EU summit shows no progress in Constitution debates
The first day of a European summit, which opened in Brussels Thursday, showed no signs of progress in breaking the deadlock towards a new EU Constitution.
"We have no news to announce," German Chancellor Angela Merkel said at a news conference late Thursday. "There is a broad political will, but it must transform into concrete decisions." Germany, which holds the EU presidency, has developed proposals for the 27-member body to reach a consensus through a simplified version of the draft Constitution. The previous treaty establishing the Constitution was signed in Rome in 2004 and was in the process of ratification, but France and the Netherlands refused to ratify it following referendums.
This provoked some countries to postpone ratification of the document, which would have come into effect in November 2006. So far 18 member states have ratified the treaty either at parliamentary level or by referendum. Poland is one of the key opponents to the current draft of the constitutional treaty. Poland objects to a new method proposed for decision making known as the "double majority", which Warsaw says weakens the positions of average-sized countries in favor of the UK, France, and Germany.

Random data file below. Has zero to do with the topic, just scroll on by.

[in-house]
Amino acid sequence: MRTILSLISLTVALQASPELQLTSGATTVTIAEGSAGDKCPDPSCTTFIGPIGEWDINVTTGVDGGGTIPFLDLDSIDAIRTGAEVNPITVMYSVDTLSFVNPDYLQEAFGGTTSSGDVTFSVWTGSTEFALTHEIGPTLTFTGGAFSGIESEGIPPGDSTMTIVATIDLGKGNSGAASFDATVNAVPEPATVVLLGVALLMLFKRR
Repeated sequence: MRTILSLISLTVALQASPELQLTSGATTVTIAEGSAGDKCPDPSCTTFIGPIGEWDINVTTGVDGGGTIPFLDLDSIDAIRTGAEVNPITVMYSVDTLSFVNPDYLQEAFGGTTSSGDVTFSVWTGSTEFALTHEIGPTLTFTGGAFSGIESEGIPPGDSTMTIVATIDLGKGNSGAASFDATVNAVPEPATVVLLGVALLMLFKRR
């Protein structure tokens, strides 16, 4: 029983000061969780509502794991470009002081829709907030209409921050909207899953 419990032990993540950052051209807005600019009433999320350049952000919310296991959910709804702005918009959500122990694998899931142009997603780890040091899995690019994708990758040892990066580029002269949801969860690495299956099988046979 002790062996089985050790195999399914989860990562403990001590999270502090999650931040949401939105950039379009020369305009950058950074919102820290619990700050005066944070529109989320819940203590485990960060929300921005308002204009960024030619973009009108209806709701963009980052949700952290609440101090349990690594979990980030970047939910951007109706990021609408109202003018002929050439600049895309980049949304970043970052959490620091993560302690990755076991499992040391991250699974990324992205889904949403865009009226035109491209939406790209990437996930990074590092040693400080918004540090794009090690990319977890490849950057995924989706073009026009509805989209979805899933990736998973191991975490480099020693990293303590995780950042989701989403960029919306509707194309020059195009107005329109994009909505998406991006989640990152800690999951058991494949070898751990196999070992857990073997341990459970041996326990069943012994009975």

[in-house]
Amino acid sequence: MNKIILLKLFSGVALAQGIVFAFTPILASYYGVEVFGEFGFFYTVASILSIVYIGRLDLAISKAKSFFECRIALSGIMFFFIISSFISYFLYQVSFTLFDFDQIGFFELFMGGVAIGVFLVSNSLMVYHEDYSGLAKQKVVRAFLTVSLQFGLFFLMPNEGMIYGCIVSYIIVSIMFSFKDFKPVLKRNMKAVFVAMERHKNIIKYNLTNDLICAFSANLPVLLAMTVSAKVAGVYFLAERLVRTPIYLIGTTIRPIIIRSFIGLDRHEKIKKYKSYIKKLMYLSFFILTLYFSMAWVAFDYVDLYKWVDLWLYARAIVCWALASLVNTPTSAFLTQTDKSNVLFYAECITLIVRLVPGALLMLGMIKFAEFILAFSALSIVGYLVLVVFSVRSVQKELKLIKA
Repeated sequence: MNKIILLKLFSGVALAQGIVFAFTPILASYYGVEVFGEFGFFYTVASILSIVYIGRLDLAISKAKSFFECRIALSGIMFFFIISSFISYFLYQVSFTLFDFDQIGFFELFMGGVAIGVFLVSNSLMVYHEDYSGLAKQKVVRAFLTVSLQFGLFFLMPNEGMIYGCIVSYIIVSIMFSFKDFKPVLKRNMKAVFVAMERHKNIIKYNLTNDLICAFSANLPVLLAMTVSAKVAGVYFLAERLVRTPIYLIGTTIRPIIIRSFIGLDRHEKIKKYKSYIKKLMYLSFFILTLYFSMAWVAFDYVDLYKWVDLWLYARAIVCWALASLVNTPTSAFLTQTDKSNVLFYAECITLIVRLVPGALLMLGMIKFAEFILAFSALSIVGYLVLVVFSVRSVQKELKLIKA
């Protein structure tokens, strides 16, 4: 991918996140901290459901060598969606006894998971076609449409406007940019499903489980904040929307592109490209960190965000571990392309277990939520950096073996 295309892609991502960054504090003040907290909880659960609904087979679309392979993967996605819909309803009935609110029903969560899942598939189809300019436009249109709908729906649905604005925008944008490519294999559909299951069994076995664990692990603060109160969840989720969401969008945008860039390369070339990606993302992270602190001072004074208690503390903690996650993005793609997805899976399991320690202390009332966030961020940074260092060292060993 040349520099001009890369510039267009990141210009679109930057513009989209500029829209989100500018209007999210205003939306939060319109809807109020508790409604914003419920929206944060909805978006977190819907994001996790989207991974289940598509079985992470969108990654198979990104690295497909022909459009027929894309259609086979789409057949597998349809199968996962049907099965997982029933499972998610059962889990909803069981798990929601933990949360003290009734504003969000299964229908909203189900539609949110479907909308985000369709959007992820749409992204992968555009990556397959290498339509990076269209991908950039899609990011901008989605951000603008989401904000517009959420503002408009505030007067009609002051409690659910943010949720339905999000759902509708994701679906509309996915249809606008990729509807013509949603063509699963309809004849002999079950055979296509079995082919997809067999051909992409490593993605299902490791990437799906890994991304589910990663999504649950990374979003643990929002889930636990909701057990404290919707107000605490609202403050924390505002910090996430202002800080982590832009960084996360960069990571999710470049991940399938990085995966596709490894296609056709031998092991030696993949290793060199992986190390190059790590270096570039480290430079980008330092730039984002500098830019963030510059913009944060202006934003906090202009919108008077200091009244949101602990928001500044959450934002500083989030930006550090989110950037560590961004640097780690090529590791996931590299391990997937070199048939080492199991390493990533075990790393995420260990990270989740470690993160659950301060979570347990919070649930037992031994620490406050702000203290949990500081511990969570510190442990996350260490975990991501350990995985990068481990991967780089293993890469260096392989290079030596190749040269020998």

The draft treaty allows legislation to be passed if 55% of EU nations representing 65% of the EU population support a measure. Any legislative initiative could be blocked by at least four EU members. Poland, the sixth largest EU member, has proposed using the square root of a member state's population to calculate the number of votes it will wield. This would give Poland six votes and Germany, the population leader, nine. In an attempt to find a compromise, France called for a review of the proposed voting system so that it better satisfies Poland's interests. "President Sarkozy perfectly understands Poland's problem," a French president's spokesman said. "It seems that the Poles are mostly concerned over the gap with large-size countries."
"There are many mechanisms that can supplement each other or be combined in order to bridge this gap," the spokesman said. "The square root, or death," the Poles say, emphasizing their fears that the new voting system would allow old EU members to dictate their interests to the newcomers from Eastern Europe, such as Poland. Experts believe that Poland's stubbornness could seriously undermine the EU's ability to deal with the challenges of such pressing issues as relations with Russia, climate change, energy supplies, and globalization. Warsaw has already blocked a new long-term Russia-EU partnership agreement over Moscow's meat import embargo, which Poland considers a political move. Failure to find a compromise at the current talks, which are continuing through Friday, would be a serious setback for the European Union, as it will deepen the division within the bloc. (en.rian.ru)
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